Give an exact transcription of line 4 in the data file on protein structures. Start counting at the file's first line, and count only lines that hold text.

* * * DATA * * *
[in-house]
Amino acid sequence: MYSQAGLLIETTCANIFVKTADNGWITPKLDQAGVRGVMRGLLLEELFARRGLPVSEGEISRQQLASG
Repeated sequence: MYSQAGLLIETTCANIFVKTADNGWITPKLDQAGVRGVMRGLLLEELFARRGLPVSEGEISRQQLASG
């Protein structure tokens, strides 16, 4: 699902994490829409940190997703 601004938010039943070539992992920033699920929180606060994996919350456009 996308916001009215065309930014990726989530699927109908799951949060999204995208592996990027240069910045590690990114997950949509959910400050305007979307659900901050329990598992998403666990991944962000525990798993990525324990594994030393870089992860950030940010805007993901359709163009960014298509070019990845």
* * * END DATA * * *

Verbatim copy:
């Protein structure tokens, strides 16, 4: 699902994490829409940190997703 601004938010039943070539992992920033699920929180606060994996919350456009 996308916001009215065309930014990726989530699927109908799951949060999204995208592996990027240069910045590690990114997950949509959910400050305007979307659900901050329990598992998403666990991944962000525990798993990525324990594994030393870089992860950030940010805007993901359709163009960014298509070019990845």